By Sruja Peruka
Filmed on an ARRICAM ST 35 mm film camera, Asteroid City follows a fictional desert town that holds a convention for stargazers, and space cadets along with their parents who come together for a scholarly competition that is interrupted by a world-changing encounter.
Asteroid City was a sweet movie directed by Wes Anderson and included a jampacked cast of Hollywood’s finest as a widowed war photographer (Jason Schwartzman), an actress (Scarlett Johansson), science nerds, a teacher (Maya Hawk), a motel manager (Steve Carnell), cowboys, witches, vampires, a play writer (Edward Norton), a director (Adrian Brody) and even more.
It was a light-hearted film that stood out from its themes and cinematography.
There are two narratives that tie the story together, a black-and-white taping of a nameless character narrating the play being made to the play being acted out.
The story follows a fast pace with a run time of 1hr and 45 minutes like most of Anderson’s films, to keep up with the storyline, which can be a bit of whiplash but doesn’t leave out any details.
Often dialogue would follow the next scene to still feel as if the viewers are hearing conversations from different parts of the convention as if you are passing by from the luncheon to the communal showers which is often a set piece used by the characters. I thought that was a neat detail they included as it is still a theatrical play and often in theater productions you can hear characters talking from the curtains. It truly felt like I was watching a stage play.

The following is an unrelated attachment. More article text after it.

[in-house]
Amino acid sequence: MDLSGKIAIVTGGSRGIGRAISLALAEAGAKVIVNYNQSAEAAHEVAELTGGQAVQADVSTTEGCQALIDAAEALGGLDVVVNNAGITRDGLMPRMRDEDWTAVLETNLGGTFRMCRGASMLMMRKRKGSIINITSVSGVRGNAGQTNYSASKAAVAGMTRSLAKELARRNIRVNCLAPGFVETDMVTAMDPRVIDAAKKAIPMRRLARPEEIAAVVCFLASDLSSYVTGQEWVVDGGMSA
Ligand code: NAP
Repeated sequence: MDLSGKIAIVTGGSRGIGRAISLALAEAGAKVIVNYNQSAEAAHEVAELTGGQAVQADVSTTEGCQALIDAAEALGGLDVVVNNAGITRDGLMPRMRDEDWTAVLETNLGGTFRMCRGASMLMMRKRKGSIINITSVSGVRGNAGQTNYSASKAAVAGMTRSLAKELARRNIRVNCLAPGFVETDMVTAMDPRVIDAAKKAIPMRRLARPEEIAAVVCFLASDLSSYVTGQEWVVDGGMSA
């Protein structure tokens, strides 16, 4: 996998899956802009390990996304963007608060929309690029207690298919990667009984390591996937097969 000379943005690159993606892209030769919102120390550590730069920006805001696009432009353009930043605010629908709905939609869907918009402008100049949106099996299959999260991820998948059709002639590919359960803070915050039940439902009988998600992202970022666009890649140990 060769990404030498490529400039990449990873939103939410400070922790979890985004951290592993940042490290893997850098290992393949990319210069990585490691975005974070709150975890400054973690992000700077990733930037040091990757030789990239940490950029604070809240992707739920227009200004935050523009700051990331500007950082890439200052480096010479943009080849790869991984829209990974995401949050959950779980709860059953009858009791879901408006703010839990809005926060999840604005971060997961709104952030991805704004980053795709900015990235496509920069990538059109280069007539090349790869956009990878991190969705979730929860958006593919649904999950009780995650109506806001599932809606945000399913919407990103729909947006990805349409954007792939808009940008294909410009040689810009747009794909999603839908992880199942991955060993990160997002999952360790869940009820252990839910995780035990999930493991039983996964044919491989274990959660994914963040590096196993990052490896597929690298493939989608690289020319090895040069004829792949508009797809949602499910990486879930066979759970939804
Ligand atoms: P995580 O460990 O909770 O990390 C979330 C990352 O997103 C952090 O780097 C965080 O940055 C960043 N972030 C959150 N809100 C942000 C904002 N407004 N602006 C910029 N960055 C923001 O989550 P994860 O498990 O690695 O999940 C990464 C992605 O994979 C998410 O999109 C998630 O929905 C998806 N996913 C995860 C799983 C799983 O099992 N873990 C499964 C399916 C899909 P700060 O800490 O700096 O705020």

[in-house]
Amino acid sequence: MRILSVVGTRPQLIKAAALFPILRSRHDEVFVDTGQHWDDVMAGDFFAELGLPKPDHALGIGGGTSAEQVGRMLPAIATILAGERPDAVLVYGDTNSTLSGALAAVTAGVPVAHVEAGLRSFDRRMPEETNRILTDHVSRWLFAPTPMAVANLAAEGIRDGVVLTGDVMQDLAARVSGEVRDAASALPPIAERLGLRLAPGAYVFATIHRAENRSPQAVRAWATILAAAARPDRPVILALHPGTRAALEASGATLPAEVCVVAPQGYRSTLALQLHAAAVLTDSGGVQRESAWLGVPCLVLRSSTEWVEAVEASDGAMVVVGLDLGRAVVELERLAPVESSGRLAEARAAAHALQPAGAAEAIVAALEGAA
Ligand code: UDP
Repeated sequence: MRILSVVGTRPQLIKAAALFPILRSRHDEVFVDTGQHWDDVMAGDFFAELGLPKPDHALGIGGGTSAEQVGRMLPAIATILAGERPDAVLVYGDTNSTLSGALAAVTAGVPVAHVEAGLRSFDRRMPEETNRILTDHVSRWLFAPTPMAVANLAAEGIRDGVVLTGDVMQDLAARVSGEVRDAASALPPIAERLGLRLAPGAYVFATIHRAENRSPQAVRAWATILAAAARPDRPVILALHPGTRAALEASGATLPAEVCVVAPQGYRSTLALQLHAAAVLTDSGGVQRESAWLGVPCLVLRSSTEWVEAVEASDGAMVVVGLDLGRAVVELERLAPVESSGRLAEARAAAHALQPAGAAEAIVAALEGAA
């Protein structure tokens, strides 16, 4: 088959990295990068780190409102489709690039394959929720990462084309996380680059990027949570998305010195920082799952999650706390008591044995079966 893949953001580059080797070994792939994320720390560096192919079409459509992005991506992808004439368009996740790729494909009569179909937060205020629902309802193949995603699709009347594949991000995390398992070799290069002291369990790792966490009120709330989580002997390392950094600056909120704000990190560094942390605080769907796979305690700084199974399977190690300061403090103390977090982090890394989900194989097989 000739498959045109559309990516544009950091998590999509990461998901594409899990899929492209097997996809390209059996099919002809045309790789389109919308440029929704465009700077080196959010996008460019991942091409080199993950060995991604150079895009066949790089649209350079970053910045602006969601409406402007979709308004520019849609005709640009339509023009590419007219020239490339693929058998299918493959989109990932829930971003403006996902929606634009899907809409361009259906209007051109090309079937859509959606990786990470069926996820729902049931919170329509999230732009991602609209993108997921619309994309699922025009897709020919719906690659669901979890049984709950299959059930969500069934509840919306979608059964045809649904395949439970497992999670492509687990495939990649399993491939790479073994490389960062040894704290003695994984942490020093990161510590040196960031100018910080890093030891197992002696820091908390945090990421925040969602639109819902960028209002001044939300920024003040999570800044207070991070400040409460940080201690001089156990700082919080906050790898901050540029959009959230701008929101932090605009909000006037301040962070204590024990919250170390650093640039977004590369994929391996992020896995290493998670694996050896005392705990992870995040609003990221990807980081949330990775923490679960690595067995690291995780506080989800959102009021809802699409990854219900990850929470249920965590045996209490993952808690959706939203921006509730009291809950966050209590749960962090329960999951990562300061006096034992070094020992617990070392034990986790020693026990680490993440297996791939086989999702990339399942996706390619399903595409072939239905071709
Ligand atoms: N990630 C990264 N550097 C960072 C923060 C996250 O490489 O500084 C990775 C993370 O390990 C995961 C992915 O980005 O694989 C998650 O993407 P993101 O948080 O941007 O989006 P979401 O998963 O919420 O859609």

It still holds onto Anderson’s use of technical work from set design, and camera work to color grading that’s easily distinguished as Anderson’s film style. Recently, there was a trend on social media to recreate daily tasks in a comical Wes Anderson style that goes to show how impressionable or some would say iconic his movies are.
Over-saturated colors typical of 1950s decor, symmetrical angles, and even a miniature of a train in place of an actual train given that the town was fictional and had to be built from scratch were a few of the techniques used in the film. Another layer I loved was the incorporation of stop-motion for a portion of the film which added a bit of unsettling flare.
For anyone watching one of Anderson’s movies for the first time, they’ll wonder why the delivery of the dialog is rather… flat. Well, that’s another trademark to his movies, all characters hold a more repressive tone and are emotionless but still do a good job in this film to keep the story afloat when introducing themes of this movie such as love, grief, or family.
Although the setting and scene are somewhat science fiction, what draws me to his movies, particularly, is the ounce of heart that comes with the dialogue discussing loss or connections and the kid’s point of view, who often out-smart the adults, that most of us could relate to the unnecessary need to call us out through the screen is just a little bit of reality compared to the rest of the film. The movie scored a 73% on Rotten Tomatoes, 7.1 on IMDB, and 4 ½ stars on Letterboxd.
Though there were some mixed reviews, I’d say this movie is good for casual viewing or for Wes Anderson fans. (This might be a little hard to convince your friends to watch.) Although many prefer his previous films like Grand Budapest Hotel or Fantastic Mr. Fox over his latest movie, I’d say this is one of its own and should be judged on its own so I’d say it’s still a cute little film to consider watching this Summer. I rate this film a 4 out of 5 stars!
Sixteen-year-old Sruja Peruka’s journey to Texas Metro News began with her passion for cinema.